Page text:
Seven weeks ago, the task facing Jeremy Corbyn was a lot simpler – to survive politically. The assumption was that Labour would be crushed in the general election and the extent of that defeat would determine whether Corbyn could hold onto internal power within a much depleted party.
Corbyn’s own contribution – in terms of personal campaigning and the way he was able to mobilise new cohorts of voters for Labour, particularly the young – means a far bigger, more meaningful prize is on offer, a Labour government. The routes to one remain steep and rocky, but there are now realistic routes, whereas any leader elected in 2015 would have been hard-pressed to map a route back to power.
If his performance in the Commons and at the PLP yesterday is anything to go by, relative success in increasing Labour’s parliamentary strength by a bit and its vote share by a lot has emboldened Corbyn and given him the aura of leadership.
And now he has followers – a PLP that was desperate to survive and thought he was an impediment to that has survived and grown and now senses that they can contribute to returning Labour to power, and that one of the main ways they can contribute is through unity.
The unity of success is a necessarily fragile and dependent on continued success and competent leadership, but it’s a better state of mind for a party than the disunity engendered by impending rout.
That doesn’t mean there will be uniformity or that genuine policy disagreements will disappear. Most Labour MPs come from a different historic Labour tradition to Corbyn, particularly on foreign and security policy, and they will have policy red lines they will defend. But he has earned the right to pursue his general approach – let’s call it anti-austerity though I would argue every Labour leader has been anti-austerity – as it has brought electoral dividends. It just happens that it chimes with the gut instincts of the entire party – the most ardent Blairite came into politics to increase and improve not cut public services and indeed that’s what we did in government from 1997 to 2010.
There is literally zero appetite for internal conflict resuming among Corbyn’s erstwhile Labour opponents. That doesn’t mean there won’t be battles over internal selections or elections or votes at conference, it means that they won’t be conducted as proxy referendums on the leadership. Conflict would only resume if it was provoked by partisan rule changes, deselection threats or the crossing of a handful of policy red lines such as the nuclear deterrent. With the possibility of a second general election, it is no one’s interest for disunity to mar the current momentum.
Corbyn now has the luxury of strategic choices.
He can go for “one more heave” – a repeat of this year’s successful messaging and strategy but with campaigning resources – organisers, spending and activists – redeployed to win back traditionally Labour seats in the central helt of Scotland, and the more diverse Tory-held marginals in England and Wales, primarily through further, targeted increases in turnout and an even deeper tactical voting squeeze on the Lib Dems and Greens.
Or he can take the view that getting from 40 per to 42 per cent and from 262 seats to over 326 is a different and more difficult task than his already considerable achievement last Thursday, as it requires flipping voters direct from both the SNP and the Tories. The swing last week from Con to Lab was 2 per cent and this is required again to surpass the Tories on vote share, and a net gain of at least 64 seats is needed, double what was achieved. He might judge that there aren’t enough further non-voters, Greens and Lib Dems in the right seats (given that our vote is inefficiently distributed as we pile up 60 per cent to even 80 per cent vote shares in many London and university town seats, whilst missing many marginals narrowly).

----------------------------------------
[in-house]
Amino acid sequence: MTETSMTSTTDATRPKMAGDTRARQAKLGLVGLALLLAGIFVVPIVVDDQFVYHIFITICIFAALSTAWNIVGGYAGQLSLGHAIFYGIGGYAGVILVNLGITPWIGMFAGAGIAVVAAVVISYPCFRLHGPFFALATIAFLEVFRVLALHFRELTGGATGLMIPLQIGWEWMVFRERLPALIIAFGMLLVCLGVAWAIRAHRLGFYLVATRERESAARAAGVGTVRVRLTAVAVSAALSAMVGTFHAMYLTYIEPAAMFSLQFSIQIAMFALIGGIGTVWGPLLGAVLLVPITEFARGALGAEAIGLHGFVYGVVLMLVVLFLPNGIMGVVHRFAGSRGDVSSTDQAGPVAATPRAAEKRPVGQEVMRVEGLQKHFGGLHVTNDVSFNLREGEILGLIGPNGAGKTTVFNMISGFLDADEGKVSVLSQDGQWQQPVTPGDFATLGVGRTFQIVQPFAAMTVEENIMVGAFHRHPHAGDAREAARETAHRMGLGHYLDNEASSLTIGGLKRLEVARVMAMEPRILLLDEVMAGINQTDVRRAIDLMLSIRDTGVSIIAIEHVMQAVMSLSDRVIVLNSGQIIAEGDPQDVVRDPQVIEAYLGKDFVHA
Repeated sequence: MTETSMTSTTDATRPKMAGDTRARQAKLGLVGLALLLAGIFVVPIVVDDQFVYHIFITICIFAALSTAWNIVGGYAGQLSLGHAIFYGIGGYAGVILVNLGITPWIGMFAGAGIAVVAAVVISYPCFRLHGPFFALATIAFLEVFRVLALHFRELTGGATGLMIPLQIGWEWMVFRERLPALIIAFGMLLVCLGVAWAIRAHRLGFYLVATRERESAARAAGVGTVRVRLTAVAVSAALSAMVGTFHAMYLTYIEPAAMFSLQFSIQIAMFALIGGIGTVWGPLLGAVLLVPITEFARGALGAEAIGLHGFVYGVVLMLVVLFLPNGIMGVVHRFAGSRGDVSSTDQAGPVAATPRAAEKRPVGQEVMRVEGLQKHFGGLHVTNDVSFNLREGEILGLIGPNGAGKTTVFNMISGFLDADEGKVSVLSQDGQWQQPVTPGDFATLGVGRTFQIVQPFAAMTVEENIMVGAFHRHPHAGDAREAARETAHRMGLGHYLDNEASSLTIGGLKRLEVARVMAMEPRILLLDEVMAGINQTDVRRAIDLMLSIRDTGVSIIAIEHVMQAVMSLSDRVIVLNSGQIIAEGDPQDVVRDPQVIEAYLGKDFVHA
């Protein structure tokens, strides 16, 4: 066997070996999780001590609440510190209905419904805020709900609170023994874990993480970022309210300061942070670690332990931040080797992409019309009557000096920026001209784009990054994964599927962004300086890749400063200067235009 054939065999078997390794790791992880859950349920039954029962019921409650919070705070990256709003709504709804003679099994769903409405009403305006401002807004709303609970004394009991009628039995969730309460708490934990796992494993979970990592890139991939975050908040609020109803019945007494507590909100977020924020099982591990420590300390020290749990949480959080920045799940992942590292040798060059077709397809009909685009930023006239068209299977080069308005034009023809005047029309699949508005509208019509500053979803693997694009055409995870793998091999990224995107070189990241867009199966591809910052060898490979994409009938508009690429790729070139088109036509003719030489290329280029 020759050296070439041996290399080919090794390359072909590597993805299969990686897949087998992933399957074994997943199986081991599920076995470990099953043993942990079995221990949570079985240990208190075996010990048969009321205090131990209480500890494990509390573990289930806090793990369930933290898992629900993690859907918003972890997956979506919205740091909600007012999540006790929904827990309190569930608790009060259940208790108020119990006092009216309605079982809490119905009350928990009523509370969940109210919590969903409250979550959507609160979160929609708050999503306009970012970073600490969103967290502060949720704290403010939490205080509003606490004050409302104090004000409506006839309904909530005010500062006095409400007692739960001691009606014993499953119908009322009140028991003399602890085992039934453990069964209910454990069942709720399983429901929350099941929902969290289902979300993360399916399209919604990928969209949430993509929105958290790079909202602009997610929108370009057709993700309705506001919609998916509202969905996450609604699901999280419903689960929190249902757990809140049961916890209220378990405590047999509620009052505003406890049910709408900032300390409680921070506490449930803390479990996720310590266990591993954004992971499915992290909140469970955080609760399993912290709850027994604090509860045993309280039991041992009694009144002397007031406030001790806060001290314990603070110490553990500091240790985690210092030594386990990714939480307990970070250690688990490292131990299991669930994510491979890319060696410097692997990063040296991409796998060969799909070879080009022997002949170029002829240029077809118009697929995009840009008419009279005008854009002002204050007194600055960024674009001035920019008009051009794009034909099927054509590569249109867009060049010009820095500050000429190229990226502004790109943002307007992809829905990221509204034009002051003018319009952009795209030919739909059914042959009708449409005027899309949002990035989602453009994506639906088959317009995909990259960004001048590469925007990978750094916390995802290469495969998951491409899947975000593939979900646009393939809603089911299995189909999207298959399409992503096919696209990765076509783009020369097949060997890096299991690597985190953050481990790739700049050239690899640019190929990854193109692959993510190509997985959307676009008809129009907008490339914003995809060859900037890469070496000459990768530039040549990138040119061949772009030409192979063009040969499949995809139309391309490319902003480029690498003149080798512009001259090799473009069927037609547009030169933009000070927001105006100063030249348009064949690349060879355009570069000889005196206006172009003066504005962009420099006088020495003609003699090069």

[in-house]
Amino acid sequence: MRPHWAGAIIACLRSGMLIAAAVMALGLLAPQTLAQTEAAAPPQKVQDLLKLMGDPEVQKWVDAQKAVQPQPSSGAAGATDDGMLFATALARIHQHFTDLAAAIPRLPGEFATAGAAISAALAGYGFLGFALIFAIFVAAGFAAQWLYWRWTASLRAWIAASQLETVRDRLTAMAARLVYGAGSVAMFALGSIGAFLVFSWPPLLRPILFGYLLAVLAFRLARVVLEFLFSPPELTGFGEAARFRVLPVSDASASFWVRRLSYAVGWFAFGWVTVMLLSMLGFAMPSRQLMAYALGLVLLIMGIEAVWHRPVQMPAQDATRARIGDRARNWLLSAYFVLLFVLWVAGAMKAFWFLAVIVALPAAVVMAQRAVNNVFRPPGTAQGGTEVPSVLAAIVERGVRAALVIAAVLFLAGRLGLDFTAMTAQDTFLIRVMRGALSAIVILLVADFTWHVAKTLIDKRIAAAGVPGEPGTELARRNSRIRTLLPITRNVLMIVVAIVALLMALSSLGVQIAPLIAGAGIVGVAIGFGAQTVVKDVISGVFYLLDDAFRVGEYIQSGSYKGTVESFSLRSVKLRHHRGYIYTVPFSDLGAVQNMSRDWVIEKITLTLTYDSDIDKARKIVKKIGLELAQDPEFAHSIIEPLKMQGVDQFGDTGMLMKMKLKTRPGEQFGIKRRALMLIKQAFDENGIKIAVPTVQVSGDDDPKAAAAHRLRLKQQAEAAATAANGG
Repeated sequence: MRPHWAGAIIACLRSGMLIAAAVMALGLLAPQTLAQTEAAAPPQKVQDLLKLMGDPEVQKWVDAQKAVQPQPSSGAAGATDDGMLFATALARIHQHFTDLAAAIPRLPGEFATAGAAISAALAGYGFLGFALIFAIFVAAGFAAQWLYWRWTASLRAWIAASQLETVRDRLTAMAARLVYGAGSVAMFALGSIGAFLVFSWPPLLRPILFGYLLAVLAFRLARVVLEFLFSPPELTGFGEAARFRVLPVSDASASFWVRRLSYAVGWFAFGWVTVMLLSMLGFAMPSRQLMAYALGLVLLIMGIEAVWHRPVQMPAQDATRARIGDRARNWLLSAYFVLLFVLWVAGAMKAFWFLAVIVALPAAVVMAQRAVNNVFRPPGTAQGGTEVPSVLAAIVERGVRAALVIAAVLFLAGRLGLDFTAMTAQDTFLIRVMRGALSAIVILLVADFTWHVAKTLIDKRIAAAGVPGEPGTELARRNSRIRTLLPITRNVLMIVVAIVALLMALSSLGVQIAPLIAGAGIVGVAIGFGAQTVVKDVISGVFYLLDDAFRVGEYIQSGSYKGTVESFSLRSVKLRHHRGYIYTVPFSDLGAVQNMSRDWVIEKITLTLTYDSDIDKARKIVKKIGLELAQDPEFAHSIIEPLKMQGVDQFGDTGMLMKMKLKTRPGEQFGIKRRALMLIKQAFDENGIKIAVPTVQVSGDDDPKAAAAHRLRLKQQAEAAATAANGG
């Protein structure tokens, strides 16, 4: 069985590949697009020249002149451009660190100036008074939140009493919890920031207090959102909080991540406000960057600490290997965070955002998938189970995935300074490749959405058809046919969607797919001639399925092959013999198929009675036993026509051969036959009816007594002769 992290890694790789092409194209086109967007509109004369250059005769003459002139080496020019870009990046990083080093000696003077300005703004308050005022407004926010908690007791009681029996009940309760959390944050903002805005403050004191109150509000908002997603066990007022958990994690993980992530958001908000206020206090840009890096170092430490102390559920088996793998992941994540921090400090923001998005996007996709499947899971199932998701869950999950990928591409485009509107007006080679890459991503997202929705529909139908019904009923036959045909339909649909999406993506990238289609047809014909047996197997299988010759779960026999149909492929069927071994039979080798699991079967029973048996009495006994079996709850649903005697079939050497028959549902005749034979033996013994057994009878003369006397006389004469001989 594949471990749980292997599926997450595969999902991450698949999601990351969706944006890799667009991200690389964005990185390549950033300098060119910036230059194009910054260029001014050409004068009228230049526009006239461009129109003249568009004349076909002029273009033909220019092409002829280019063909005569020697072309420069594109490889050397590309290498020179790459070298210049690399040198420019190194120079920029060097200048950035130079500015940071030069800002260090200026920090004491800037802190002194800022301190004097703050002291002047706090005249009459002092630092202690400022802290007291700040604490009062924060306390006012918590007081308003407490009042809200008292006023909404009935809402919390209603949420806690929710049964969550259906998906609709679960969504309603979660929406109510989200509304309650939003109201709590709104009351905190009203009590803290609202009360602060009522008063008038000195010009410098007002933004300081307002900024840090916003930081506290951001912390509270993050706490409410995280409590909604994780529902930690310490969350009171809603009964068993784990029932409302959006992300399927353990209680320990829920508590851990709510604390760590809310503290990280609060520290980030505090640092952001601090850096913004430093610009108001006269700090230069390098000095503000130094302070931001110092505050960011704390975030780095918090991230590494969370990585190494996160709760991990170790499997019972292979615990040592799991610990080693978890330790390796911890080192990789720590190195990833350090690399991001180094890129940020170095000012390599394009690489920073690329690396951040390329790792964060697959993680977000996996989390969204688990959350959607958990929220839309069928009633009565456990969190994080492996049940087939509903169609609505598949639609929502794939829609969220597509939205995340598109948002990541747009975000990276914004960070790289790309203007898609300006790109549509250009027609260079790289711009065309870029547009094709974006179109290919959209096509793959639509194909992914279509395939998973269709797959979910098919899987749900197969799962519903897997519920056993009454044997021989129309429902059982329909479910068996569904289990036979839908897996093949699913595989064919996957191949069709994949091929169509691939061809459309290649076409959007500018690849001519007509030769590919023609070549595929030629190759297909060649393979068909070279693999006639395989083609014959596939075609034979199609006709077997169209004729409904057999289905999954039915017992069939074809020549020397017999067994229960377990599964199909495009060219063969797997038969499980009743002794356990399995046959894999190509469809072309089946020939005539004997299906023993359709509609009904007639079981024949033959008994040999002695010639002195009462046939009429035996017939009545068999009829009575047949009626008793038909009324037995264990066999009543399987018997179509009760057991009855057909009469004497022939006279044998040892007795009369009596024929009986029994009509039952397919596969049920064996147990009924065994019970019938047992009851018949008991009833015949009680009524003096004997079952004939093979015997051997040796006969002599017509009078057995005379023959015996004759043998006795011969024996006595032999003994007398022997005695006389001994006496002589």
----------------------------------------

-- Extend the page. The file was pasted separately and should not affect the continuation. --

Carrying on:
Perhaps the next sets of voters we need to add to win power require either a targeted policy offer to particularly tickle them into affection for Labour – a middle England version of the tuition fees offer to students. Perhaps they need some reassurance and compromise in the areas where they are sceptical about Labour: leadership, taxation, immigration, national security. These are not people that are inherently anti-Labour, many of them are previous Labour voters. They are a mixture of classic upper working class and lower middle class swing voters in new towns, suburbs and medium-sized towns, who have always decided election outcomes, and white working class voters in the UK’s “rust belt” – the post-industrial Midlands and North, who have drifted from being part of Labour’s core vote to Ukip and then Tory because of concerns about the personal economic impact of free movement from the EU.
Given Corbyn’s style as a left populist, his desire to reenergise Labour’s working class core vote, and the willingness he quietly already showed to appeal to these voters by, dare I call it, triangulation over Brexit and free movement, I don’t think he has to move that far outside his comfort zone to reassure them and appeal to them. But it is still involves more politically difficult choices, perhaps taking the party membership to places it and Jeremy himself don’t feel entirely comfortable in, than relying on “one more heave”.
Which of these two approaches he takes – and the second is an addition to the first, not an alternative to it – is up to him. He has earned the right and the heavy responsibility of deciding what strategic approach is required to get Labour into power, and himself into 10 Downing Street. Only four Labour leaders have ever won a general election, will Corbyn’s decisions make him the fifth?